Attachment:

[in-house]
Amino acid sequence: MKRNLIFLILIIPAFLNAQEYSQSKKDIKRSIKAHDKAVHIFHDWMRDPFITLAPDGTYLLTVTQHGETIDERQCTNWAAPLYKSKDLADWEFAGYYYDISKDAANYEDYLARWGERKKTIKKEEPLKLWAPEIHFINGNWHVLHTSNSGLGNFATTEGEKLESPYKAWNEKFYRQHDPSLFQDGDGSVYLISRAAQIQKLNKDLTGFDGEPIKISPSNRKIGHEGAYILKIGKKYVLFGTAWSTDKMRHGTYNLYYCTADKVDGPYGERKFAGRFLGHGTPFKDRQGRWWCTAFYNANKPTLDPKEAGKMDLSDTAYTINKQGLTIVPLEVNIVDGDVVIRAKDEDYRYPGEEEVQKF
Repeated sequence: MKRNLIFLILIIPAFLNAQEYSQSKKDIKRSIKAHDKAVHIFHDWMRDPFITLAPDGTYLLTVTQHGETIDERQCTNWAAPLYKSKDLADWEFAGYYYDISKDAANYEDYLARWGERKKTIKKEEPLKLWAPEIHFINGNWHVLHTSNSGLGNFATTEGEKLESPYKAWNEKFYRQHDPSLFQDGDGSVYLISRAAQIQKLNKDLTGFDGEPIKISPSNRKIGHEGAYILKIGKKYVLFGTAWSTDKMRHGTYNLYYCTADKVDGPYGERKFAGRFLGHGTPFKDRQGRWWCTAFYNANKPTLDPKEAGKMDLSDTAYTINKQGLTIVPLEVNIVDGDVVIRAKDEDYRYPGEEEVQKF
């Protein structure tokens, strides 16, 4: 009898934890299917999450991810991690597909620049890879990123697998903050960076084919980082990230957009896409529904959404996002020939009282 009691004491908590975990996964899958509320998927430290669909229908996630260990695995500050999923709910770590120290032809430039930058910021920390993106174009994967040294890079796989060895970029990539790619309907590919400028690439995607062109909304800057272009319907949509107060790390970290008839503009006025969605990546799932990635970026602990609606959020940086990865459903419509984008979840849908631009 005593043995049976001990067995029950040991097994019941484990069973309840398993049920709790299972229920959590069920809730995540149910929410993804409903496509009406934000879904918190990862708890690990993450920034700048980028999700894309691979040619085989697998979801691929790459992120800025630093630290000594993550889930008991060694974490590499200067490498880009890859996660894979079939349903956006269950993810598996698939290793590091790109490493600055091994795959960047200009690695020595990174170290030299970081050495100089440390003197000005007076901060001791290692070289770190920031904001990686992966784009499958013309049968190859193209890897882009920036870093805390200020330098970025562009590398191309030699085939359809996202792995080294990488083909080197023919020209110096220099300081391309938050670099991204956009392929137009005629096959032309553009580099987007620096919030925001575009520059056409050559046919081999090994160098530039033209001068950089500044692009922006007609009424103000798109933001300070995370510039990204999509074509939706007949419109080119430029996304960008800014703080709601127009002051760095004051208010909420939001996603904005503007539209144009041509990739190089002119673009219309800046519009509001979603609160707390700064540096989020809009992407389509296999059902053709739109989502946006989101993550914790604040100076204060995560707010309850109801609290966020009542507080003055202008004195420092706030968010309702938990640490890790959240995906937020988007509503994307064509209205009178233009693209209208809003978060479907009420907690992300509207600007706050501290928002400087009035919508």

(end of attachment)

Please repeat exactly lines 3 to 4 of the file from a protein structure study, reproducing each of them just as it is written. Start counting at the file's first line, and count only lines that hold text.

Repeated sequence: MKRNLIFLILIIPAFLNAQEYSQSKKDIKRSIKAHDKAVHIFHDWMRDPFITLAPDGTYLLTVTQHGETIDERQCTNWAAPLYKSKDLADWEFAGYYYDISKDAANYEDYLARWGERKKTIKKEEPLKLWAPEIHFINGNWHVLHTSNSGLGNFATTEGEKLESPYKAWNEKFYRQHDPSLFQDGDGSVYLISRAAQIQKLNKDLTGFDGEPIKISPSNRKIGHEGAYILKIGKKYVLFGTAWSTDKMRHGTYNLYYCTADKVDGPYGERKFAGRFLGHGTPFKDRQGRWWCTAFYNANKPTLDPKEAGKMDLSDTAYTINKQGLTIVPLEVNIVDGDVVIRAKDEDYRYPGEEEVQKF
């Protein structure tokens, strides 16, 4: 009898934890299917999450991810991690597909620049890879990123697998903050960076084919980082990230957009896409529904959404996002020939009282 009691004491908590975990996964899958509320998927430290669909229908996630260990695995500050999923709910770590120290032809430039930058910021920390993106174009994967040294890079796989060895970029990539790619309907590919400028690439995607062109909304800057272009319907949509107060790390970290008839503009006025969605990546799932990635970026602990609606959020940086990865459903419509984008979840849908631009 005593043995049976001990067995029950040991097994019941484990069973309840398993049920709790299972229920959590069920809730995540149910929410993804409903496509009406934000879904918190990862708890690990993450920034700048980028999700894309691979040619085989697998979801691929790459992120800025630093630290000594993550889930008991060694974490590499200067490498880009890859996660894979079939349903956006269950993810598996698939290793590091790109490493600055091994795959960047200009690695020595990174170290030299970081050495100089440390003197000005007076901060001791290692070289770190920031904001990686992966784009499958013309049968190859193209890897882009920036870093805390200020330098970025562009590398191309030699085939359809996202792995080294990488083909080197023919020209110096220099300081391309938050670099991204956009392929137009005629096959032309553009580099987007620096919030925001575009520059056409050559046919081999090994160098530039033209001068950089500044692009922006007609009424103000798109933001300070995370510039990204999509074509939706007949419109080119430029996304960008800014703080709601127009002051760095004051208010909420939001996603904005503007539209144009041509990739190089002119673009219309800046519009509001979603609160707390700064540096989020809009992407389509296999059902053709739109989502946006989101993550914790604040100076204060995560707010309850109801609290966020009542507080003055202008004195420092706030968010309702938990640490890790959240995906937020988007509503994307064509209205009178233009693209209208809003978060479907009420907690992300509207600007706050501290928002400087009035919508």